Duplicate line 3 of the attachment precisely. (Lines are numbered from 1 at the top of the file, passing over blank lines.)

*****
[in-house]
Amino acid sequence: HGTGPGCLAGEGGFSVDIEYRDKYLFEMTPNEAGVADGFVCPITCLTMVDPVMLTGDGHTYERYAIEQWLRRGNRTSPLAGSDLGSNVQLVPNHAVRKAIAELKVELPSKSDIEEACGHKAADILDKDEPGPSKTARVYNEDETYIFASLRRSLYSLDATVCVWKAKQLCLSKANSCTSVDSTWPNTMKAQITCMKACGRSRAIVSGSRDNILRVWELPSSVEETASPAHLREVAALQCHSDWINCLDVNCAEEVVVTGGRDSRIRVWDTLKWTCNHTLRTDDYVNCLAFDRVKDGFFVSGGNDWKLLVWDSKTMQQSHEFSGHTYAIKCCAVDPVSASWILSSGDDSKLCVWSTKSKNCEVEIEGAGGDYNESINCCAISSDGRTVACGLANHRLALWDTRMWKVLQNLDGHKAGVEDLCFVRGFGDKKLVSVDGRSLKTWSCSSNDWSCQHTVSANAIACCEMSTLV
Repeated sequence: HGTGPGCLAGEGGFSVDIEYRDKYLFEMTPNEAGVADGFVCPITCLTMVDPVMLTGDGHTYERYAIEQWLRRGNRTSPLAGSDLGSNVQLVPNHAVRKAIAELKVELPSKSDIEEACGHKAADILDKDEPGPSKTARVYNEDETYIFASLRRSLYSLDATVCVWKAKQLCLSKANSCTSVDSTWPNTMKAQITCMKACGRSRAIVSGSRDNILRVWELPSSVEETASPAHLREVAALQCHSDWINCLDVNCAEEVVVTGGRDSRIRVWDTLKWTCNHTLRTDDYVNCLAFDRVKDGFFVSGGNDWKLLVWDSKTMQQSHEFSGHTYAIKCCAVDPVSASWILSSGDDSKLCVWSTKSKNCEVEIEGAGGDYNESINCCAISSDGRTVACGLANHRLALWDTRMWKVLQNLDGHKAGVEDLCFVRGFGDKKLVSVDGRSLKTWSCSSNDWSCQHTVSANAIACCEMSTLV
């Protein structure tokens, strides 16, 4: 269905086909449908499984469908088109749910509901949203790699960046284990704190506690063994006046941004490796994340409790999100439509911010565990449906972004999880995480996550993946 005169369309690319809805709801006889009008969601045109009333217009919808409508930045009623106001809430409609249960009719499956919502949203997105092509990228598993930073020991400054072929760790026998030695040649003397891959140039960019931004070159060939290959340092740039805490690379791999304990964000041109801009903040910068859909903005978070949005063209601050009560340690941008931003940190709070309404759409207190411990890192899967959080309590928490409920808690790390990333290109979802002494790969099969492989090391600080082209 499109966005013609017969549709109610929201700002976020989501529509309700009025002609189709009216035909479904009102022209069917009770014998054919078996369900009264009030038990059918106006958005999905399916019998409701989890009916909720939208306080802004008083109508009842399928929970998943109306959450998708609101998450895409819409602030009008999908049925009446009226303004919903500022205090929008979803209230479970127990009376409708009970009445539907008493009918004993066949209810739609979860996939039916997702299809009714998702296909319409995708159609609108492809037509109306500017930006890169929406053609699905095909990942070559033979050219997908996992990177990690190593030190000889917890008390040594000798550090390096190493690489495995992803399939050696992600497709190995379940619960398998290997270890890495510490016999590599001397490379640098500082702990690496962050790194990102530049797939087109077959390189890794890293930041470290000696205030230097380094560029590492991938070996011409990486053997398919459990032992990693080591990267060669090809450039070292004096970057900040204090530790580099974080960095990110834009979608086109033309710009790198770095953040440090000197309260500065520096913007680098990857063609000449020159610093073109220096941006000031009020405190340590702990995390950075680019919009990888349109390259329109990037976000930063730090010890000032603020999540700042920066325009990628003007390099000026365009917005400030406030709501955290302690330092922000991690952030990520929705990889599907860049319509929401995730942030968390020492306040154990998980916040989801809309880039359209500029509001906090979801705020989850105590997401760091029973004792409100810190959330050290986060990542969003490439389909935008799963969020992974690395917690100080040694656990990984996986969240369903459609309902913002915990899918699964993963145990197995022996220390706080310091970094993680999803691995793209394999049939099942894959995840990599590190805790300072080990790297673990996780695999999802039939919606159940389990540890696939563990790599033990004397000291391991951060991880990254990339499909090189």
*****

Repeated sequence: HGTGPGCLAGEGGFSVDIEYRDKYLFEMTPNEAGVADGFVCPITCLTMVDPVMLTGDGHTYERYAIEQWLRRGNRTSPLAGSDLGSNVQLVPNHAVRKAIAELKVELPSKSDIEEACGHKAADILDKDEPGPSKTARVYNEDETYIFASLRRSLYSLDATVCVWKAKQLCLSKANSCTSVDSTWPNTMKAQITCMKACGRSRAIVSGSRDNILRVWELPSSVEETASPAHLREVAALQCHSDWINCLDVNCAEEVVVTGGRDSRIRVWDTLKWTCNHTLRTDDYVNCLAFDRVKDGFFVSGGNDWKLLVWDSKTMQQSHEFSGHTYAIKCCAVDPVSASWILSSGDDSKLCVWSTKSKNCEVEIEGAGGDYNESINCCAISSDGRTVACGLANHRLALWDTRMWKVLQNLDGHKAGVEDLCFVRGFGDKKLVSVDGRSLKTWSCSSNDWSCQHTVSANAIACCEMSTLV